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S Vol. 1 (v. 1) Paperback – June 10, 2008
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Top Customer Reviews
Unlike yaoi manga, there is room for much more story and relationship development in a prose novel. For those wondering, the main differences (that I can see) between yaoi novels and M/M fiction is the inclusion of illustrations and the relationship dynamic, specifically the carry-over of the uke/seme roles. In M/M fiction, most gay men like to "switch" between top and bottom in the sexual relationship. In yaoi, one man is the bottom (uke) and one the top (seme). That is certainly the case here. Shiiba is a detective in Tokyo Metropolitan Police investigating arms smuggling/crimes. He works with an informant know as an S, or spy. Shiiba loses his S and has to cultivate a new one. Munechika would make a great S, only Shiiba doesn't like him! But that aversion covers up a secret attraction.
For the first in a series, this was very well done. The plot has a lot of detail, and the ongoing backdrop of a police investigation provides a good atmosphere for a tense romance. Shiiba is a well developed character with a enough back story to make him believable. Readers can easily identify and sympathize with his vulnerabilities. Munechika is kept deliberately mysterious to help build suspense around his actions concerning Shiiba, and it works beautifully.Read more ›
Aida does a good job of giving the reader an overview of life in Kabuki-cho as well as an inkling of difficult relations between the Japanese police, organized crime, political tension between Japan and China and how it all affects the lives of ordinary people.
The pairing of Shiiba and Munechika is perhaps not as well done as it might have been, but since this is just the first third of the story, their relationship might later on become more believable. For those looking for hot bedroom scenes, there are plenty.
Chiharu Nara's illustrations are also nicely done.
The most surprising thing about this edition of S, at least for me, is the paper quality and the very good translation. DMP even included the first color page, making it look more like a standard Japanese yaoi novel release (I'm comparing it to my edition of Aida's Deadlock). The way a book looks might seem like a very insignificant thing to talk about, in comparison with its contents, but American readers are constantly short-changed when it comes to the printing quality of manga and Japanese light novel releases. For once, it's nice to see something done properly.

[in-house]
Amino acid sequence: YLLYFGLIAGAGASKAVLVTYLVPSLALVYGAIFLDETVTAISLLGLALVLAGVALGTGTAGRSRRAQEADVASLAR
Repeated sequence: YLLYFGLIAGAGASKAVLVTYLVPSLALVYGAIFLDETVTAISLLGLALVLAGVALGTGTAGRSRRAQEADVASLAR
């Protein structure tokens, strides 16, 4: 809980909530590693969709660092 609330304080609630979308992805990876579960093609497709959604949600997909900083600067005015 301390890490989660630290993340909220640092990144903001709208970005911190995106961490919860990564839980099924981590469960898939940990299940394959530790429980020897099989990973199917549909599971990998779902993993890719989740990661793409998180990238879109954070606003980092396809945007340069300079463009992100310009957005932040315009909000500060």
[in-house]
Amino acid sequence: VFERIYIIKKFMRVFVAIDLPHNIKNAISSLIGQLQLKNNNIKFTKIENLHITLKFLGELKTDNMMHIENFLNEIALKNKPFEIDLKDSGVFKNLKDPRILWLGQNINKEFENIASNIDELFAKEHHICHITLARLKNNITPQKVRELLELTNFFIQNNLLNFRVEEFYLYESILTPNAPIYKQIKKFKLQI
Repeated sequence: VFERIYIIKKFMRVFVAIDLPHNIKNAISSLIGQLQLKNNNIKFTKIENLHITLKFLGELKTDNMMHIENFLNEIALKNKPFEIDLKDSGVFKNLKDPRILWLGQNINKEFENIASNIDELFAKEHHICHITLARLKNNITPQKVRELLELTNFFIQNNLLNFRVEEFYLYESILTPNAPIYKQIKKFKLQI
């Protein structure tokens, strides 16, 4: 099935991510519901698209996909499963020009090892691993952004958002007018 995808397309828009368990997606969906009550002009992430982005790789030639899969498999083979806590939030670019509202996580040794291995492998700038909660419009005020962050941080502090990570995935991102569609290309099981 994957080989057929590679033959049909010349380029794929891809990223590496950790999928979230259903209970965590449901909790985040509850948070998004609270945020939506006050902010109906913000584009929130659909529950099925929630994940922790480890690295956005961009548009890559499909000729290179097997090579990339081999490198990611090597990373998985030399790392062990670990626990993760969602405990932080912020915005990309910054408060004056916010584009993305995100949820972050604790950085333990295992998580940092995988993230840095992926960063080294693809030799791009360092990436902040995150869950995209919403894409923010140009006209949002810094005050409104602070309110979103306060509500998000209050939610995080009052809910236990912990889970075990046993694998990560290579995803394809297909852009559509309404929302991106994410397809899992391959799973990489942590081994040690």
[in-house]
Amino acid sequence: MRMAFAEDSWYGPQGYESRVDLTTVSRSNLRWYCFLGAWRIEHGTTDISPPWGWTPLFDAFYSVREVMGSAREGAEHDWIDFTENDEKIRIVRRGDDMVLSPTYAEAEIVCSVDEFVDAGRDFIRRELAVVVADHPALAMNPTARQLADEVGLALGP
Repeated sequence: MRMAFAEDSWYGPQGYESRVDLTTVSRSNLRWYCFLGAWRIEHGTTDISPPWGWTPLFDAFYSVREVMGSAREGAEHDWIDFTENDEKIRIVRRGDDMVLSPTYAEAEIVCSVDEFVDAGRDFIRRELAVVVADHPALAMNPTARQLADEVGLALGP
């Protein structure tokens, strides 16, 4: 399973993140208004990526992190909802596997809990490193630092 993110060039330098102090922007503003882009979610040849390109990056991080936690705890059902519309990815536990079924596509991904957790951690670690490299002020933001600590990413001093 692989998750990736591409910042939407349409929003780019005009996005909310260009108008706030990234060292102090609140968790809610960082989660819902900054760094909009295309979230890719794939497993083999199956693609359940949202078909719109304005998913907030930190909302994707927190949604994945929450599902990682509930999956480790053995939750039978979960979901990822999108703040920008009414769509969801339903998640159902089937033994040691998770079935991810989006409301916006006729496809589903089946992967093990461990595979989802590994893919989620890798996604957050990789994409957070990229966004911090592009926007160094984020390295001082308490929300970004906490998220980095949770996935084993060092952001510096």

I hope that the subsequent two books will be done with the same level of care and I can't wait to see them on bookstore shelves.
Shiiba is a rather complicated man, doing the work he does despite having a developed a loathing for the police organisation itself out of an inner drive to rid himself of the pain he feels after a personal tragedy. This in itself leads him to do more emotional and psychological damage to himself of course, as he builds an emotional barrier precisely in the places that he needs to be more open, in order to no only build a better relationship with, and to protect, his S, but also causes rifts with his fellow officers in ways that can only lead to severe complications later. In fact, his brother in-law is a career track bureaucrat in the police force, yet even he is being pushed away, with the spectre of their shared tragedy forcing the distance rather than bridging it.
When the worst possible outcome comes true for Shiiba, he finds himself not only having to deal with his own emotional backlash, but the need to recover his position. This is where the we get to the crux of the matter, as this involves the charasmatic and slightly sadistic Keigo Munechika. The illegitimate offspring of a yakuza boss and half brother to the group's young and unstable successor, he is really the man behind the scenes of many a shady deal. He makes an ideal informant, but at what price?Read more ›
Most Recent Customer Reviews
This wasn't a bad start to a new series; I liked the detective/investigation aspect to the story as well as the concept of being someone's 'S'. Read morePublished 14 months ago by Rina
"S" stands for Spy, not hard to figure out, but when Shiba's S is killed, he wants to know by whom and why.And quickly had to find a new one to stay on his game. Read morePublished on August 3, 2010 by Ileia Smith
I enjoy the story, thought it was pretty cool.
Like the romance scenes as well.
Overall enjoyable. Read more
I agree with the other reviewer, how the author goes into details about police system of Japan.I wondered how much research the author did. Read morePublished on February 15, 2009 by ai chan1